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Scarecrow Suggests

June Video Releases: ‘Five Tall Tales,”The Late Great Planet Earth,”Unsane’ and ‘The Endless’

'The Endless'

June 5

Five Tall Tales: Budd Boetticher & Randolph Scott at Columbia, 1957–1960

Director Budd Boetticher and actor Randolph Scott teamed up for five of the leanest and most entertaining Westerns from the genre’s heyday. With an average runtime of 77 minutes, Boetticher and screenwriter Burt Kennedy’s films are a master class in storytelling with rich characterizations, constantly moving action and villains who are as interesting as the heroes. Included are The Tall T, Decision at Sundown, Buchanan Rides Alone, Ride Lonesome and Comanche Station—Matt Lynch

June 12
The Late Great Planet Earth

In this pseudo-documentary of Christian propaganda (based on the best-selling book of the same name), Orson Welles narrates various biblical scenarios linked to contemporary threats like killer bees and Gerald Ford, all of which are connected by various “experts” to a prophesied doomsday that was supposed to happen in 1982. All joking aside, one scholar makes an eerie prediction that a fascist ruler will be elected president under the guise of representing “Americanism.” —Spenser Hoyt

June 19
Unsane

Another of Steven Soderbergh’s genre-infused larks, Unsane is a cheeky, intelligent thriller shot in secret on an iPhone and slipped into theaters in the space of a few months. Claire Foy stars as Sawyer Valentini, a troubled young woman who finds herself involuntarily committed to a mental hospital, where she discovers that one of the nurses is the creep (Joshua Leonard) who previously stalked and threatened her. Or is it all in her mind? Dun-dun-dun! —Matt Lynch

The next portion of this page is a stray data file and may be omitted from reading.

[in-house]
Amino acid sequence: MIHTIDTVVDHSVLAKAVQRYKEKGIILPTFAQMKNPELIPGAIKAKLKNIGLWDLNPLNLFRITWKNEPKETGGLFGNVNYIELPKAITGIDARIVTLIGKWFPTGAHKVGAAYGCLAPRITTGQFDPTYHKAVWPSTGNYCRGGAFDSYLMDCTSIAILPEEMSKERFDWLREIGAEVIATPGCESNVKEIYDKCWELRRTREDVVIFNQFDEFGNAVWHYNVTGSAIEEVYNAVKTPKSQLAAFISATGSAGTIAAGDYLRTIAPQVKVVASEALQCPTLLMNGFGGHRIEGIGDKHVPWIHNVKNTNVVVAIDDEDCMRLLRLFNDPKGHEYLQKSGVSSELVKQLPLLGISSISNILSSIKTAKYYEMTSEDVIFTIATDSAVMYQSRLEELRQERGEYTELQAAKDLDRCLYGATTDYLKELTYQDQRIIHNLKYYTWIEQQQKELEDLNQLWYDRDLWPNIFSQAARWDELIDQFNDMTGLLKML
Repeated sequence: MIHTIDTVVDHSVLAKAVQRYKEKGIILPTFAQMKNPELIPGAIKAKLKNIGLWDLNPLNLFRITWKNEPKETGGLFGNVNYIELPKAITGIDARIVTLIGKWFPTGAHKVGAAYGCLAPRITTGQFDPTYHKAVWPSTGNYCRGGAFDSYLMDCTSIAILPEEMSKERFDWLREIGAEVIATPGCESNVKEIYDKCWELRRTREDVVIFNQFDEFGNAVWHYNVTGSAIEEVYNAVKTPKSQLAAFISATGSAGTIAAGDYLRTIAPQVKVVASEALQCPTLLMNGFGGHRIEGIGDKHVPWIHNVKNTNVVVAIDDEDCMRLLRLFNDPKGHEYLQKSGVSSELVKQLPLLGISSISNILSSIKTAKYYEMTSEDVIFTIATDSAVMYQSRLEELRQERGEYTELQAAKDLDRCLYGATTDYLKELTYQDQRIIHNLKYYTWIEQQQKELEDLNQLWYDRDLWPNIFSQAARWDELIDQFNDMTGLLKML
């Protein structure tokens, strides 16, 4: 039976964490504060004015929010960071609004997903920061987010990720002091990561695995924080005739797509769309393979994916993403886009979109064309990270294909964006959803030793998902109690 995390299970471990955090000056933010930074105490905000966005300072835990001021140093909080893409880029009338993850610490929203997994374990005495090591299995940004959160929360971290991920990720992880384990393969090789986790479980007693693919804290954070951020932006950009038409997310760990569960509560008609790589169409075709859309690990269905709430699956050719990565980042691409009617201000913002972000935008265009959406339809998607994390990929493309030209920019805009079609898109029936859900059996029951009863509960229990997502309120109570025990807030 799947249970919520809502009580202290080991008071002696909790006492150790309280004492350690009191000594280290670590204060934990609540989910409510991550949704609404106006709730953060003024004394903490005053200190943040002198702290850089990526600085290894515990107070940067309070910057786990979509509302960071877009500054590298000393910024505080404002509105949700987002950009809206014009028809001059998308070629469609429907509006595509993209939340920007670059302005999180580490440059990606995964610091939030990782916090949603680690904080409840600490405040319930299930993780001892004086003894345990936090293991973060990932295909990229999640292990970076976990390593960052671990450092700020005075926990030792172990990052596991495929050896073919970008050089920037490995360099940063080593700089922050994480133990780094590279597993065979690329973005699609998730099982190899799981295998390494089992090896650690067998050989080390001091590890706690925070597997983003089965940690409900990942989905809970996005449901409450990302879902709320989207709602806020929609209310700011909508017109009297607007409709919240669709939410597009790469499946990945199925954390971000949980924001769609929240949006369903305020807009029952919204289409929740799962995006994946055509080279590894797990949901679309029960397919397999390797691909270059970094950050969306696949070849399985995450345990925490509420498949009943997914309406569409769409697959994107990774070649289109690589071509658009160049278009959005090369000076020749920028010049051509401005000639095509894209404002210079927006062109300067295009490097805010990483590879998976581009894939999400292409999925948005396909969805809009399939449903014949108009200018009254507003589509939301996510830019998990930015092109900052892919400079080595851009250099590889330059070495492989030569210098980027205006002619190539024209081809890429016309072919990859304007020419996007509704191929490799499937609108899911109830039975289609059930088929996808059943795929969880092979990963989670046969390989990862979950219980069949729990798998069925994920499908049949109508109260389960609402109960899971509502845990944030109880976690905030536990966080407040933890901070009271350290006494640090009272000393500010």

June 26
The Endless

Two brothers who fled from a strange cult find themselves drawn back to the group’s compound years later only to discover something stranger than they ever expected. Writer/director duo Aaron Moorhead and Justin Benson are making some of today’s most interesting genre movies, and like their previous features, Spring and Resolution, this is less a horror film than an introspective supernatural drama. —Matt Lynch

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